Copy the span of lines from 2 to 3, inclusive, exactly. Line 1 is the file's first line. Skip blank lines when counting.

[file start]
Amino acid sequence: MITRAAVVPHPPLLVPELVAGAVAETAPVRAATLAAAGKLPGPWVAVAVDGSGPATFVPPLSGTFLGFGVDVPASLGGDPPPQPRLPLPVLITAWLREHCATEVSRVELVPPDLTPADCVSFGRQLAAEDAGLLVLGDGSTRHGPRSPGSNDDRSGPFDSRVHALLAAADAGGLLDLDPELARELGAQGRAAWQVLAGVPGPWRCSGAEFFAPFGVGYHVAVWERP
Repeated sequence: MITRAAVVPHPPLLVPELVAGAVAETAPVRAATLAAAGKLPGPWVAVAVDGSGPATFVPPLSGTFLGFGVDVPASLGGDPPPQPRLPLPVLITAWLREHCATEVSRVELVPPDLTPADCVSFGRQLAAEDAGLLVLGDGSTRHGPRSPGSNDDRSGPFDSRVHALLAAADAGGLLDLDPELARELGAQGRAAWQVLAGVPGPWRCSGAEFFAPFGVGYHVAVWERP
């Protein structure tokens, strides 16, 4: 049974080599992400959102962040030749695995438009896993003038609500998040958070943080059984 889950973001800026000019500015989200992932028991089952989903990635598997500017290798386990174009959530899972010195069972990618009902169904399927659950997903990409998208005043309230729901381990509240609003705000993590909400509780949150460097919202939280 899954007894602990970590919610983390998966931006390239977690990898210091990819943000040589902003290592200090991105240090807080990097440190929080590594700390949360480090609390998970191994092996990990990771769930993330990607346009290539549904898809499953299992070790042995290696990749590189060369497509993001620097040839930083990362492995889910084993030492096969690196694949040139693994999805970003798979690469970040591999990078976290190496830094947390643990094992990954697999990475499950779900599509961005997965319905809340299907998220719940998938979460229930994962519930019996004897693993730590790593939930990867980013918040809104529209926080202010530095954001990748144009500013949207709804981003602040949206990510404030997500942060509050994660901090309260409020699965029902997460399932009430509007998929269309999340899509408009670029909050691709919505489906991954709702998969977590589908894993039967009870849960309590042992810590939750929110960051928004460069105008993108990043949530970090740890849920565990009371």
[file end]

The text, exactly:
Repeated sequence: MITRAAVVPHPPLLVPELVAGAVAETAPVRAATLAAAGKLPGPWVAVAVDGSGPATFVPPLSGTFLGFGVDVPASLGGDPPPQPRLPLPVLITAWLREHCATEVSRVELVPPDLTPADCVSFGRQLAAEDAGLLVLGDGSTRHGPRSPGSNDDRSGPFDSRVHALLAAADAGGLLDLDPELARELGAQGRAAWQVLAGVPGPWRCSGAEFFAPFGVGYHVAVWERP
């Protein structure tokens, strides 16, 4: 049974080599992400959102962040030749695995438009896993003038609500998040958070943080059984 889950973001800026000019500015989200992932028991089952989903990635598997500017290798386990174009959530899972010195069972990618009902169904399927659950997903990409998208005043309230729901381990509240609003705000993590909400509780949150460097919202939280 899954007894602990970590919610983390998966931006390239977690990898210091990819943000040589902003290592200090991105240090807080990097440190929080590594700390949360480090609390998970191994092996990990990771769930993330990607346009290539549904898809499953299992070790042995290696990749590189060369497509993001620097040839930083990362492995889910084993030492096969690196694949040139693994999805970003798979690469970040591999990078976290190496830094947390643990094992990954697999990475499950779900599509961005997965319905809340299907998220719940998938979460229930994962519930019996004897693993730590790593939930990867980013918040809104529209926080202010530095954001990748144009500013949207709804981003602040949206990510404030997500942060509050994660901090309260409020699965029902997460399932009430509007998929269309999340899509408009670029909050691709919505489906991954709702998969977590589908894993039967009870849960309590042992810590939750929110960051928004460069105008993108990043949530970090740890849920565990009371």